It's day, of course, with some artificial sunlight coming in from the left. That blue you see to the rest of the sky: don't take it for granted. That colour indicates that we're looking in the direction of deep Winter here, because if there were suns out there the sky would be tinted by them.

This second snapshot is a bit sloppy, and I've included it only because it gives some sense of the scale of the city. In the Virga books I've aimed for more of a steampunk feel to the technology and society, but the towers depicted here are in keeping with the level of sophistication this nation would need in order to maintain structures this huge. They're really on the technological cutting edge of Virga culture, and it shows.

Another close-up, this one a tighter shot of the forested asteroid and inner surface of the wheel. You can clearly see some of the city's parks, which are places of great novelty to the people of Virga; they're the only places where you're going to find plants growing under gravity. People come to them to stare at the trees, which look bizarre and squat compared to what they're used to.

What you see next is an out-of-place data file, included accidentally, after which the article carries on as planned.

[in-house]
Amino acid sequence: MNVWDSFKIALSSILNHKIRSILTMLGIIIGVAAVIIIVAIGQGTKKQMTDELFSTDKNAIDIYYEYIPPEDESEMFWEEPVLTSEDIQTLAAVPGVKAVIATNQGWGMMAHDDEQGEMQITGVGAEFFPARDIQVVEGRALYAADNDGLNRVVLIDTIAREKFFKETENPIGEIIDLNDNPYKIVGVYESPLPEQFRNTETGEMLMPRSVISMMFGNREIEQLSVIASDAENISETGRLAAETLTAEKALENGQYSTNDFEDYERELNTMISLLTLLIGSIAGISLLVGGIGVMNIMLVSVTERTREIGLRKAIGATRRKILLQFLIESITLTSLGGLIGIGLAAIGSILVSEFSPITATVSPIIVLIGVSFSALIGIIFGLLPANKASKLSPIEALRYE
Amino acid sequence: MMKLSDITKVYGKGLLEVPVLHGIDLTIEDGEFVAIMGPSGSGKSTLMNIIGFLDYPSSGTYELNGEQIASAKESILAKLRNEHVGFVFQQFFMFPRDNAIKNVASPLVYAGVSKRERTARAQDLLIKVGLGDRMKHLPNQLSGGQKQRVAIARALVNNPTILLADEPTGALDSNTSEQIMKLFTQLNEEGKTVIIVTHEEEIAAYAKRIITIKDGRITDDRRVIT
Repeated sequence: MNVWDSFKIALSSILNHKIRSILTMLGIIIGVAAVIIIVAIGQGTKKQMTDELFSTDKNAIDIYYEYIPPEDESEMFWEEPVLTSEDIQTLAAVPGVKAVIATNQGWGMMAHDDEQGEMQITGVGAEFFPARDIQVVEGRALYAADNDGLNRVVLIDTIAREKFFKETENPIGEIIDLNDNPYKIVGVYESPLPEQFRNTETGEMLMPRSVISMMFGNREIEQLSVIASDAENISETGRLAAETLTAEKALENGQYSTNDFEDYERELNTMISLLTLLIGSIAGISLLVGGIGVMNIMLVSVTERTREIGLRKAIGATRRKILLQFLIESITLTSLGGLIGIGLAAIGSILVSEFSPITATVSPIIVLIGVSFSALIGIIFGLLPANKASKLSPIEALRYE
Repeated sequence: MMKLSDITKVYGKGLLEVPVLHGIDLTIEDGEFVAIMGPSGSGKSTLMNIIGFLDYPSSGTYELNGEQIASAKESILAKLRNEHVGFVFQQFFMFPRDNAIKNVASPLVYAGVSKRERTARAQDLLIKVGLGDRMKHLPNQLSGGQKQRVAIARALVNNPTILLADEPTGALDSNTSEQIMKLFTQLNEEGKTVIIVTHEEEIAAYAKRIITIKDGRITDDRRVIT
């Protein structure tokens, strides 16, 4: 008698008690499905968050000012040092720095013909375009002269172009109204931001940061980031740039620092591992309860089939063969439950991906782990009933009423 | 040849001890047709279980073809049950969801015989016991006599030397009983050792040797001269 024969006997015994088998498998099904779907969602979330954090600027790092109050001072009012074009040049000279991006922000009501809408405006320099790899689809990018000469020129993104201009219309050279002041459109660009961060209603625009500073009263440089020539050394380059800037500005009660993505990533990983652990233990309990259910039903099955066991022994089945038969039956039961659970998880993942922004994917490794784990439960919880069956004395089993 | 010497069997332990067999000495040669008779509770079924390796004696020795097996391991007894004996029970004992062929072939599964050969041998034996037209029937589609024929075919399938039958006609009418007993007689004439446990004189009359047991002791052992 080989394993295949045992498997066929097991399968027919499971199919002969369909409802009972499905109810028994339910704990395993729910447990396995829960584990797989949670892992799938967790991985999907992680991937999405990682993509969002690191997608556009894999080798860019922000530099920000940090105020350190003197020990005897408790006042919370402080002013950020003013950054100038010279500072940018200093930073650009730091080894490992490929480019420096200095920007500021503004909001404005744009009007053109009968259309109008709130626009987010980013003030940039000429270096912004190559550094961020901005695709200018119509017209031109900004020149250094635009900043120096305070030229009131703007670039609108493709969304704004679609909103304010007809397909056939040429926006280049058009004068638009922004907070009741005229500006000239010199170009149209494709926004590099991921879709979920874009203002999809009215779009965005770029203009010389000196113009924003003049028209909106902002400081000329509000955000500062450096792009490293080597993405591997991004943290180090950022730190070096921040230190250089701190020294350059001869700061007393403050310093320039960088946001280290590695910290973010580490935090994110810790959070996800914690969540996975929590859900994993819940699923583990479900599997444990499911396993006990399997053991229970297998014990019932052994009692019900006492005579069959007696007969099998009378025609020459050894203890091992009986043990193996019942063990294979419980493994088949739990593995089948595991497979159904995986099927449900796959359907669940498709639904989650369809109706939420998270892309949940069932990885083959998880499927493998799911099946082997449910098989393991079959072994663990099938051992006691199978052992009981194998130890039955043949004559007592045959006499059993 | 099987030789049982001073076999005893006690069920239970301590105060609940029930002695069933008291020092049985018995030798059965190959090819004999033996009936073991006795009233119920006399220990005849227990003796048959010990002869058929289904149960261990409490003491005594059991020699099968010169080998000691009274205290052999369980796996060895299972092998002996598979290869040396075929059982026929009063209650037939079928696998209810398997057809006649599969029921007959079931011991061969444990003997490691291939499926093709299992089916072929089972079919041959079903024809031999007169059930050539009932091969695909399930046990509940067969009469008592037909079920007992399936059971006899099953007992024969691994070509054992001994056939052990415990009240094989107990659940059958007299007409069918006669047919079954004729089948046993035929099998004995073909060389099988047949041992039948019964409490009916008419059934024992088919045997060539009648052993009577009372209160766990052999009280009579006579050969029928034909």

And finally, a little teaser. Who do you suppose that is? Her Admiralty garb is a clue, as are her black hair and the rather ruthless twist to her lips.

This picture isn't finished, by any means; I want to show the lady reaching to pluck a flower from a nearby grass-covered clod of earth. She shouldn't be wearing shoes, by the way. Behind her is a small forest--ordinary enough for Virga--but note the colour of the sky. We're nowhere near Winter here, in fact there must be at least several suns in this sky. Perhaps we're not far from Candesce?